My top tips 1 and 2 looked at extending grace towards others and ourselves in order to communicate better within relationships. The next tip on my list of relationship communication affects relationships significantly. Without it, communication is halted and relationships fracture, potentially leading to long-term relationship separation. What is this important communication skill?
The apology. Ah, yes, I hear you say. It is a major answer to relationship problems. It comes from the word sorrow, meaning we are sorrowful for causing pain and distress to others. In Psalm 51, David cries out to God with a repentant heart over his sins of murder, adultery and deception. With heartfelt emotion, he doesn’t plead his case but confesses his sorrow over his sins against God. So true. I tend to think that when we sin, we are hurting the very heart of God. On the other side of the coin, I wonder if David went to Bathsheba and apologised to her? Mm, food for thought isn’t it?
I know that we all feel sorry about unrighteous things committed in our past and if you are like me, you’ve repented to the Lord like David has. But the important thing for our relationships is to communicate to those flesh and blood people we have wronged, saying sorry to them too. God wants us to be reconciled with not only Him but also those we have sinned against.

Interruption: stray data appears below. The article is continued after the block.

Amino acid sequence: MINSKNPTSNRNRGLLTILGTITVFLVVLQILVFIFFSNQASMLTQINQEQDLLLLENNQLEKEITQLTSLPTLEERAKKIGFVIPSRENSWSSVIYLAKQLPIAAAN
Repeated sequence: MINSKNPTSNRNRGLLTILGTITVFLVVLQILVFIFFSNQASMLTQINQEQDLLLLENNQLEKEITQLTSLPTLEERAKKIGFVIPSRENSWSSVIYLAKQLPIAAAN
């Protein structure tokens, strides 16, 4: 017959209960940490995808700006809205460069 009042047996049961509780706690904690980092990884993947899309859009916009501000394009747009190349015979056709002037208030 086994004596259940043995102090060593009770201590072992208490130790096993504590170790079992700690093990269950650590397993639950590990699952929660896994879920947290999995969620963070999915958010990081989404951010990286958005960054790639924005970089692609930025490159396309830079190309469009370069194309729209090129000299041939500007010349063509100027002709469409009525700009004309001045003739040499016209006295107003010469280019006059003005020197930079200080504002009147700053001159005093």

‘Therefore if you bring your gift to the altar, and there remember that your brother has something against you, leave your gift there before the altar, and go your way. First be reconciled to your brother, and then come and offer your gift.’ Matt. 5:23-24 NKJV
Reconciling involves talking through the problem and then owning our part which includes the words 'I’m sorry'. Without this process, good deeds are nothing if we’ve left a trail of hurting people behind harsh words, anger, bad attitude or …? (Fill in for yourself).
A client has communication issues in her marriage, affecting their relationship. They both find it impossible to apologise to one another because they both see the major fault is with the other. This inability to reconcile and apologise has caused a major fracture in their marriage.
Who do you need to apologise to? It’s time. Ask God for the strength and courage to say the words needed to bring reconciliation and restoration. And when you say sorry, make sure it’s from the heart and mentions whatit is that you are sorry for. For example: those angry words last Tuesday; my bad attitude yesterday; this morning’s discussion and my lack of understanding… Be specific and make it heartfelt. Oh and one more thing – whatever you do don’t defend your bad actions. Adam did that to God – ‘the woman You gave me, made me do it’. Nope! Adam was in charge and he blew it. (see Genesis 3).
So, maybe it’s time to say sorry a few more times but don’t get so carried away that you say it so often that your apology loses its meaning and effectiveness. If there are so many things you need to apologise for then group them together when you say sorry with one big ‘sorry for all the times I have …’
A few more heartfelt apologies, with a few less stormy silences, may lead to a better communication platform to develop that important relationship in your life. As you ask for God’s help and His leading, He will honour your request and come through for you.
Listen to me speak on this and more with Jay and Sam on 96three FM, 8.30am Fridays.
96three.com or later https://bit.ly/3i1AOFm
Love Peta XO
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